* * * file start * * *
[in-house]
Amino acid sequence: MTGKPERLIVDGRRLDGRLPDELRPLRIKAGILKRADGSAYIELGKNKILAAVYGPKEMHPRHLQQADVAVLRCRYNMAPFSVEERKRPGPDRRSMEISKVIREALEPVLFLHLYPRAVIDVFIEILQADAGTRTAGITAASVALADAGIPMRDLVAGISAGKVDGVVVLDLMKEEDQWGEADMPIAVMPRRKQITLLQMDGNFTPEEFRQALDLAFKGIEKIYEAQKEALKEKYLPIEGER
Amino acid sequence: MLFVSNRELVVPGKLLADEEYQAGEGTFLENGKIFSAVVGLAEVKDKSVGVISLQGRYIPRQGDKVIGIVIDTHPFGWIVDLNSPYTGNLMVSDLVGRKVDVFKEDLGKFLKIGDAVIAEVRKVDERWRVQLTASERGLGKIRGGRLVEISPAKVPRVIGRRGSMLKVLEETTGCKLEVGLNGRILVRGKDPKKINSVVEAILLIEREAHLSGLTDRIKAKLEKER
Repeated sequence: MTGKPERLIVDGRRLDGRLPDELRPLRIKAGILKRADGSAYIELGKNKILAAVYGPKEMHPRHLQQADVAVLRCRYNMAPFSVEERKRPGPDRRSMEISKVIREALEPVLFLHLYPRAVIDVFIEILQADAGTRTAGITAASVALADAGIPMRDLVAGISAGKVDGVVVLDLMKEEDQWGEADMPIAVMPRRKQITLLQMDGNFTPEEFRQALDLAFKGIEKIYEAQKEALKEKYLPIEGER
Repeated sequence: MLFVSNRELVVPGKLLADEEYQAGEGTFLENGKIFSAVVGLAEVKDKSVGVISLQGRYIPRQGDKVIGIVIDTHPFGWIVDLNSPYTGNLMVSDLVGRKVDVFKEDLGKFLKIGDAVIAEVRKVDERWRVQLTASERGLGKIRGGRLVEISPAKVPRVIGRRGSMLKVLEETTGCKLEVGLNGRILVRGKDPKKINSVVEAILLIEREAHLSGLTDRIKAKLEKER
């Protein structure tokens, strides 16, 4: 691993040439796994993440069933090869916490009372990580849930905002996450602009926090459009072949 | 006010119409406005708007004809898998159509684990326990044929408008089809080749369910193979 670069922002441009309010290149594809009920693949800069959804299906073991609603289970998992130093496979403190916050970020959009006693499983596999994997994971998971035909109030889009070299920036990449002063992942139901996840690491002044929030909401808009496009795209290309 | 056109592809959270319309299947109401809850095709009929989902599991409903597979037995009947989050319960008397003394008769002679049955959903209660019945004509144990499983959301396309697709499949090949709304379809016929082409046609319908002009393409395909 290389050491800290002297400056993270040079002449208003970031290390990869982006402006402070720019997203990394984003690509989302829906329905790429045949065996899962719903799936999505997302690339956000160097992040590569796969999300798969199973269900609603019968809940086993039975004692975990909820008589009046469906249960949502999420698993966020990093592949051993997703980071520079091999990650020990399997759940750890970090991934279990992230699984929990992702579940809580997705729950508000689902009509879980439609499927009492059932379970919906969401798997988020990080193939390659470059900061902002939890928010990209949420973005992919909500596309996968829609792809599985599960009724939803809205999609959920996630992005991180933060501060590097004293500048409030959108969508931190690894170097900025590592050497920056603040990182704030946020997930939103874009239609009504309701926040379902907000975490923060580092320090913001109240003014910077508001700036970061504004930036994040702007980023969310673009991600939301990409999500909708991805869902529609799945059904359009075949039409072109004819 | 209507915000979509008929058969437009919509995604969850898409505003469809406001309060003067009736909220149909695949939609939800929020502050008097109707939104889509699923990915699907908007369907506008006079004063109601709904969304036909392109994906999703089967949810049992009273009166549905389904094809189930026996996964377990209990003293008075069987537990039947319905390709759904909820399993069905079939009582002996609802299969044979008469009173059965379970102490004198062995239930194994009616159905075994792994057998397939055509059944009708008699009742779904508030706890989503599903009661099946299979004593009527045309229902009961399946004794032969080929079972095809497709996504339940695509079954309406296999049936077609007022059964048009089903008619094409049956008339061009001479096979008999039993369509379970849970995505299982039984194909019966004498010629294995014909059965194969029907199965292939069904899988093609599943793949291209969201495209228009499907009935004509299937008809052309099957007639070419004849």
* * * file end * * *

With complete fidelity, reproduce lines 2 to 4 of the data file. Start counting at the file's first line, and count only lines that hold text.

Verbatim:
Amino acid sequence: MTGKPERLIVDGRRLDGRLPDELRPLRIKAGILKRADGSAYIELGKNKILAAVYGPKEMHPRHLQQADVAVLRCRYNMAPFSVEERKRPGPDRRSMEISKVIREALEPVLFLHLYPRAVIDVFIEILQADAGTRTAGITAASVALADAGIPMRDLVAGISAGKVDGVVVLDLMKEEDQWGEADMPIAVMPRRKQITLLQMDGNFTPEEFRQALDLAFKGIEKIYEAQKEALKEKYLPIEGER
Amino acid sequence: MLFVSNRELVVPGKLLADEEYQAGEGTFLENGKIFSAVVGLAEVKDKSVGVISLQGRYIPRQGDKVIGIVIDTHPFGWIVDLNSPYTGNLMVSDLVGRKVDVFKEDLGKFLKIGDAVIAEVRKVDERWRVQLTASERGLGKIRGGRLVEISPAKVPRVIGRRGSMLKVLEETTGCKLEVGLNGRILVRGKDPKKINSVVEAILLIEREAHLSGLTDRIKAKLEKER
Repeated sequence: MTGKPERLIVDGRRLDGRLPDELRPLRIKAGILKRADGSAYIELGKNKILAAVYGPKEMHPRHLQQADVAVLRCRYNMAPFSVEERKRPGPDRRSMEISKVIREALEPVLFLHLYPRAVIDVFIEILQADAGTRTAGITAASVALADAGIPMRDLVAGISAGKVDGVVVLDLMKEEDQWGEADMPIAVMPRRKQITLLQMDGNFTPEEFRQALDLAFKGIEKIYEAQKEALKEKYLPIEGER